The precious metals posted solid gains on Monday morning as the dollar sank to a three-year low. The dollar headed for its fifth straight weekly decline even as U.S. markets are closed in observance of Martin Luther King Jr. Day.
Platinum gained 0.4% to trade back at $1,000/oz while palladium was unchanged at $1,115/oz. Palladium has continued to surge on the projection that demand for the metal will continue to outstrip supply for at least the next few years. Palladium is a key component in the catalytic converters that reduce car pollution. However, the auto industry is sinking some of its record profits into developing better electric vehicle technology. This trend could eventually place a damper on the Platinum Group Metals.
All three U.S. stock indices closed at record highs on Friday. Futures pointed higher even with markets shut down for MLK Day. It's worth noting, however, that the Dow Jones is still at its most overbought since 1904. The 10-year Treasury yield settled back at 2.55%. Contrary to what many traders expect under normal conditions, rising bond yields have correlated with higher gold prices lately.
European shares were struggling to break into positive territory on Monday as stocks on the continent were weighed down by the stronger euro. The common currency was up to nearly $1.23, its own three-year high. The British pound also traded close to a two-year high at $1.38.
Asian markets were mostly higher overnight. The Japanese yen posted a four-month high at ¥110.6 against the dollar. The Chinese yuan also notched a two-year high after Germany's central bank moved to include the currency in its foreign reserves. There are once again murmurs of an impending trade war between the world's two largest economies as the U.S. trade deficit with China hit a record high in 2017, up 10% from the previous year.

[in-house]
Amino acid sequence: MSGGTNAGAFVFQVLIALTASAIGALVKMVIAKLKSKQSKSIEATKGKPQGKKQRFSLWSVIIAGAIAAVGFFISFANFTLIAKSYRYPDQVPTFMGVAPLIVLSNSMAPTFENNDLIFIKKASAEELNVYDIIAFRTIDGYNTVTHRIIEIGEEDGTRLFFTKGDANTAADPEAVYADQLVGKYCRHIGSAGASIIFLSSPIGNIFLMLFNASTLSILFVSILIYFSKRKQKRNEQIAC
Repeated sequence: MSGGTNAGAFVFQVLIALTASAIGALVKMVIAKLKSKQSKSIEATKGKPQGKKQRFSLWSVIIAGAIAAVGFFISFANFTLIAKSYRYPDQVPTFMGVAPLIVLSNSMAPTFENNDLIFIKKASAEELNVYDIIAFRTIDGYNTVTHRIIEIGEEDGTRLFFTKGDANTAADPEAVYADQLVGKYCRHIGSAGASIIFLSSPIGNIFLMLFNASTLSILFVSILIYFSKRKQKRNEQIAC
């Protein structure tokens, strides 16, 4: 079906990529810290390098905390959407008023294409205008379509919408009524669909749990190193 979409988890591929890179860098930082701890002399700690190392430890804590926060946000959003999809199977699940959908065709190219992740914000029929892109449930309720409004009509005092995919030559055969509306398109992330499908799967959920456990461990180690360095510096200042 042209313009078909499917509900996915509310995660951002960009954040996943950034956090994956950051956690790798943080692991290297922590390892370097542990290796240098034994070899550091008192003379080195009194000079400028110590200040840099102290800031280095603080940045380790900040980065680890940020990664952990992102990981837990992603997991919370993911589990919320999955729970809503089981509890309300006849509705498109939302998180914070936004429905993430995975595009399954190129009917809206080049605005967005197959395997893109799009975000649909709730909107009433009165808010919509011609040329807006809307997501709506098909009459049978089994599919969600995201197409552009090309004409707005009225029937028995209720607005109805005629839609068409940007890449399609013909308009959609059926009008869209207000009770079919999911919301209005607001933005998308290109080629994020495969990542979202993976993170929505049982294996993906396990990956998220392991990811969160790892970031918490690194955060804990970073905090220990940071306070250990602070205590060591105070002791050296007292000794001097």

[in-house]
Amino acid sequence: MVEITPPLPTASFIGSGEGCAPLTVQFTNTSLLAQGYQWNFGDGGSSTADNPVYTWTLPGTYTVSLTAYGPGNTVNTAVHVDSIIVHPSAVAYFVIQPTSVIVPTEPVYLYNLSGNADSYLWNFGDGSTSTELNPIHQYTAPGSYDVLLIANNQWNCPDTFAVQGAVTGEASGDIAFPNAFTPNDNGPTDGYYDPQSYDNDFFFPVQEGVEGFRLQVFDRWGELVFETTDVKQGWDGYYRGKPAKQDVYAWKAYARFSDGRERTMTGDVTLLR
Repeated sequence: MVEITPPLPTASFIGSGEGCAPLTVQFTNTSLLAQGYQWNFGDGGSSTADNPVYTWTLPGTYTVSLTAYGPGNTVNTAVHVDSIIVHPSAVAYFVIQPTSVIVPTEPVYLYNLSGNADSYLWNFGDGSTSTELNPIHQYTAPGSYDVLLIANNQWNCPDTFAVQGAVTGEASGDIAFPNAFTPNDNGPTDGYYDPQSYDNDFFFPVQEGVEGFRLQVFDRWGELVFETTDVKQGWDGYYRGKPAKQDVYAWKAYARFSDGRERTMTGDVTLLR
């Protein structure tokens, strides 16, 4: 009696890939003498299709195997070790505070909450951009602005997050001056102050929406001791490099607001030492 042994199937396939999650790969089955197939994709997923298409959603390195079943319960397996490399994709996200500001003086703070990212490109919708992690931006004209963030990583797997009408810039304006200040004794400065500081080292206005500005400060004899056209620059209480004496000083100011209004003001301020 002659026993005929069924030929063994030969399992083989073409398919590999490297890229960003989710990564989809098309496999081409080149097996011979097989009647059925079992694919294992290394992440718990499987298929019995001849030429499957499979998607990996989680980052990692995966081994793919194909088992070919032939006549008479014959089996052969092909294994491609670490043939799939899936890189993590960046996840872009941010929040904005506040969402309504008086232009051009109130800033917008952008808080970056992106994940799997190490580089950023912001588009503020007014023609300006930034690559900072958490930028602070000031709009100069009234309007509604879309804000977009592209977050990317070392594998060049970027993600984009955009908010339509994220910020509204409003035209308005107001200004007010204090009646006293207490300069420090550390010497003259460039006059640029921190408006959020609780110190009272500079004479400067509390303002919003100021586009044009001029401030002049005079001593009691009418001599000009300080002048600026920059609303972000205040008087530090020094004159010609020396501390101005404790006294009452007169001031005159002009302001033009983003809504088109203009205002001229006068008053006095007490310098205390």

The weaker dollar helped lift commodity prices as WTI crude oil advanced for the sixth straight trading session to above $64 per barrel. The approaching wedding season in India has boosted the premium on gold and silver sold in the country.
Residents in Hawaii briefly received terrifying news over the weekend when a public employee mistakenly sent out an alert of an incoming missile attack. The worker responsible for the erroneous update has since been reassigned. In Indonesia, an accident at the stock exchange in the capital city of Jakarta left dozens injured.
In addition to quarterly earnings for many major corporations coming through this week, several central banks around the world will hold policy meetings in the coming days. In the U.S., industrial production data will be released on Wednesday while housing starts for December will be reported on Thursday.
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